This is of course, not directly related to locks, but rather to the consequence of waiting on threads due to locking.

Sync locking:
internal class Program
{
    private static object syncRoot = new object();

    private static void Main(string[] args)
    {
        Console.WriteLine("Hello");
        for (int i = 0; i < 10; i++)
        {
            Task.Run(
                () =>
                    {
                        Console.WriteLine("Waiting for lock..");
                        lock (syncRoot)
                        {
                            Console.WriteLine("Cool!. Done");
                            Task.Delay(2000).Wait();
                            Console.WriteLine("Released.");
                        }
                    });
        }

        Console.WriteLine("All done folks!");

        Console.ReadLine();
    }
}

Async variant:
internal class Program
{
    private static AsyncLock syncRoot = new AsyncLock();

    private static void Main(string[] args)
    {
        Console.WriteLine("Hello");
        for (int i = 0; i < 10; i++)
        {
            Task.Run(
                async () =>
                    {
                        Console.WriteLine("Waiting for lock..");
                        using (await syncRoot.LockAsync())
                        {
                            Console.WriteLine("Cool!. Done");
                            Task.Delay(2000).Wait();
                            Console.WriteLine("Released.");
                        }
                    });
        }

        Console.WriteLine("All done folks!");
        Console.ReadLine();
    }
}
Apr 17, 2014 at 5:51 AM
My 2 cents: In my experience, if you have to keep a lock longer than 100ms, you need to look at an asynchronous lock like AsyncLock which does not lock up threads (some documents suggest 60ms, but it also depends on how many threads will contend). Especially if the lock is over an asynchronous IO operation.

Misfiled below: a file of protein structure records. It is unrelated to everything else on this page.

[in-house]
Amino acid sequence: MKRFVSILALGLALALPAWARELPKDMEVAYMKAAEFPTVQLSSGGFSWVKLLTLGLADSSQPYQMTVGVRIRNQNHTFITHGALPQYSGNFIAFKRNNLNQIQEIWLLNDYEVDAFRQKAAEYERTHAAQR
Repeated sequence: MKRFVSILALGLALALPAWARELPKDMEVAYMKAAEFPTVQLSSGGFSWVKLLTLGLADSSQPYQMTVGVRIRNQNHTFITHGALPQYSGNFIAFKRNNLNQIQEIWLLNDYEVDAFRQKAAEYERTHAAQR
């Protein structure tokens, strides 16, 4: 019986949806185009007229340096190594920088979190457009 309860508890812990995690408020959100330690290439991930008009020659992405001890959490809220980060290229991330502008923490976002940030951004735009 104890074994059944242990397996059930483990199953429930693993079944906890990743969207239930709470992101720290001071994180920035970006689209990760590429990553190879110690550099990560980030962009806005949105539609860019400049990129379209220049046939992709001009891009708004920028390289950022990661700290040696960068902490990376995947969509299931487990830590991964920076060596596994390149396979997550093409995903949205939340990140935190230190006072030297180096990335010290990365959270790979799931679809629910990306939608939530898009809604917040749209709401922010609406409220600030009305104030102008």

Apr 17, 2014 at 5:57 PM
Actually, if you change the above Task.Delay parameter to even a 1 millisecond, or lesser, you'd notice that the program will choke on the maximum number of threads. In fact, in my system, I can go as low as a few thousands ticks, and it'd still choke, while async locks should have absolutely no problems.

And my primary question, though, was really about a very small operation. The above was just written as a illustration better clarify the concept, as to why it might make sense. The scenario I'm talking about it is a very small operations (say, a bool change), but a very-high number of locks contending for it - That's not uncommon in tons of server applications, and database applications.
Coordinator
Apr 18, 2014 at 12:55 AM
To be honest, this is a use that I did not plan for AsyncLock.

In my own code, I actually avoid locks as much as humanly possible; I prefer immutable/concurrent collections, or use Parallel/Dataflow to handle the synchronization for me. When I do use a lock, I do my best to absolutely minimize the code under lock. So it's literally been years since I've had a highly-contended lock scenario.

But hey, if AsyncLock helps you in this case, go for it! :)

-Steve